The new NFL league year begins on Wednesday, which means teams are preparing to reshape their roster. As they do so, they are releasing players, with Monday being a big day for releases. Players can be cut for a variety of reasons, though there are often financial motives behind such decisions. Whatever the case, talented veteran players are still showing up on the market as we work our way through March.
Here are the ten most notable players who have hit the market this month. Oh, and by the time you read this, Ndamukong Suh could be released, which would have put him at the top of the list.
1) Adrian Peterson, RB
Adrian Peterson will be on the free agent market for the second offseason in a row. He was released by the Arizona Cardinals on Monday after playing six games for them last season. Though Peterson only rushed for 529 yards on 156 carries (3.4 yards per carry average). He posted two big games for them, including a 134-yard, two touchdown performance against Tampa Bay, and a 159-yard game against the 49ers.
NFL contracts are often a hot-button issue. People love to debate who’s making too much, too little, who deserves more and who is overpaid. Some athletes outplay their deals, while others cash in and fail to deliver. Teams obviously try hard to avoid the latter situation, but sometimes things don’t work out as hoped.
With all of that in mind, here’s a look at the worst contract on every NFL team.
Arizona Cardinals – Jermaine Gresham, tight end
The Cardinals put an emphasis on re-signing tight end Jermaine Gresham and as a result, may have drastically over-paid for him. He hasn’t had over 460 yards receiving since 2012, has seen his catch rate hover around 60% in each of the previous two seasons and hasn’t scored more than two touchdowns since 2014. Those are mediocre numbers at best for a player signed to a four-year, $28 million contract with $16.5 million guaranteed.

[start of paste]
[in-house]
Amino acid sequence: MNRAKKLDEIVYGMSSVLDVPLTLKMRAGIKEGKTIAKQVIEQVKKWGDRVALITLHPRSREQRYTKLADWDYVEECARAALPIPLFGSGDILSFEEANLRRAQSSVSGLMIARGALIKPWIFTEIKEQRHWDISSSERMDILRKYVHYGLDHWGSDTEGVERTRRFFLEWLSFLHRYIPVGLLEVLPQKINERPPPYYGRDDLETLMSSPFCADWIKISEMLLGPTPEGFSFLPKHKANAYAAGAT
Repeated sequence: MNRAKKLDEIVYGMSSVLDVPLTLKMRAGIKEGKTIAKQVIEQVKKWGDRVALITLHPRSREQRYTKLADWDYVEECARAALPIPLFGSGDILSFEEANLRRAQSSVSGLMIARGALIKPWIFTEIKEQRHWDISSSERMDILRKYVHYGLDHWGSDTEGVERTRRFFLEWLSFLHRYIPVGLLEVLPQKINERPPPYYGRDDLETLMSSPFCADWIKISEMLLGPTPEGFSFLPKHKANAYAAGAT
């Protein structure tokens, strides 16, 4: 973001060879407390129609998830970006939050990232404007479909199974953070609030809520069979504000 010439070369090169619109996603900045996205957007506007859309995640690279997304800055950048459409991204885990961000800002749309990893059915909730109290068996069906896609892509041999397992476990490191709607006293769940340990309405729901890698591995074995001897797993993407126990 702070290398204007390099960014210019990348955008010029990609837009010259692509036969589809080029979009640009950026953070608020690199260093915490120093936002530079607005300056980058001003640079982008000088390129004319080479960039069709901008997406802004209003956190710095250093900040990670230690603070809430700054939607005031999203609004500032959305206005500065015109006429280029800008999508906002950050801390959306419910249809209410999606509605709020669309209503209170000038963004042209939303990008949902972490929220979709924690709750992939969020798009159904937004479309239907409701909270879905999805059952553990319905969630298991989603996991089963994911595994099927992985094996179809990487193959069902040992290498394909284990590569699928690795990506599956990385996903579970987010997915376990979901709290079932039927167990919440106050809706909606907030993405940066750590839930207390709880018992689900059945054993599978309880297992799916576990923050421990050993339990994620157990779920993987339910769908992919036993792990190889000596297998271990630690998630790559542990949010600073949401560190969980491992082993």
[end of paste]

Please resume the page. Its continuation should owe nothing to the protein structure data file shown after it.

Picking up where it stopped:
Atlanta Falcons – Brooks Reed, defensive end
Brooks Reed is not exactly a bad player — he’s a high-motor guy who plays a very defined role. Of course, when the Falcons signed him to a five-year, $22 million deal in 2015 they expected much more. Instead, what they’ve gotten for $9 million guaranteed is 42 tackles, two sacks and one forced fumble in 28 games.
Baltimore Ravens – Joe Flacco, quarterback
When the Ravens signed Joe Flacco to a monstrous $120.6 million deal in 2013, many foresaw potential issues looming. However, at the time, Flacco was coming off of a magical postseason run that culminated with a Super Bowl XLVII victory. He had earned his money. But in 2016, facing a massive cap number, Baltimore was forced to extend Flacco with a three-year, $66.4 million deal. Now under contract through 2021, Flacco has cap hits above $24 million beginning next year and throughout the remainder of his deal, large dead cap numbers that render him uncuttable and guarantees that make him untradeable. Arguably, it’s the worst contract in the NFL.
Smith is accused of attacking his sister’s boyfriend during a July 4 party in Pasadena, Calif. He’s accused of beating the man and stomping on his head, which has led to a felony assault by means of force likely to produce great bodily injury charge.
The 30-year-old signed a four-year, $40 million deal with the Raiders last offseason. In addition to his legal troubles, Smith has also lost his starting job.
Utah’s loss certainly was the Dolphins’ gain in the draft this year. Cornerback Sean Smith has looked strong in training camp and has carried that performance into the games. He had a pick against the Jags and this sick interception against the Saints on Thursday night. Check out these sweet hands:
The Dolphins made a concerted effort to beef up their secondary in the offseason, drafting Vontae Davis and Sean Smith with their top two picks, signing free agent Gibril Wilson, and re-signing Yeremiah Bell and Will Allen. Maybe they figure if they want to keep up with Brady and Moss, not to mention T.O., that they better have a good secondary. We’ll see how much the moves pay off in the regular season because the strategy seems to be working so far. By the way, what is Mark Brunell still doing out there? Hasn’t the guy filed for social security already?